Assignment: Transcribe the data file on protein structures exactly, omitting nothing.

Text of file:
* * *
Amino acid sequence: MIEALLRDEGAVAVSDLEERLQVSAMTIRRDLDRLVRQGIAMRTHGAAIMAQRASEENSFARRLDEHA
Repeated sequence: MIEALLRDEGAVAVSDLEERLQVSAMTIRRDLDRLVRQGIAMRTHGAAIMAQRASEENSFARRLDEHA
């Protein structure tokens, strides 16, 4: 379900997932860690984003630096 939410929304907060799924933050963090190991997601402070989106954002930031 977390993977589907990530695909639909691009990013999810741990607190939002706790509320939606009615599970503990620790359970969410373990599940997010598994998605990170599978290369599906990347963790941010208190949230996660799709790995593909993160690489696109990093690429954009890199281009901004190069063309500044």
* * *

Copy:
Amino acid sequence: MIEALLRDEGAVAVSDLEERLQVSAMTIRRDLDRLVRQGIAMRTHGAAIMAQRASEENSFARRLDEHA
Repeated sequence: MIEALLRDEGAVAVSDLEERLQVSAMTIRRDLDRLVRQGIAMRTHGAAIMAQRASEENSFARRLDEHA
């Protein structure tokens, strides 16, 4: 379900997932860690984003630096 939410929304907060799924933050963090190991997601402070989106954002930031 977390993977589907990530695909639909691009990013999810741990607190939002706790509320939606009615599970503990620790359970969410373990599940997010598994998605990170599978290369599906990347963790941010208190949230996660799709790995593909993160690489696109990093690429954009890199281009901004190069063309500044």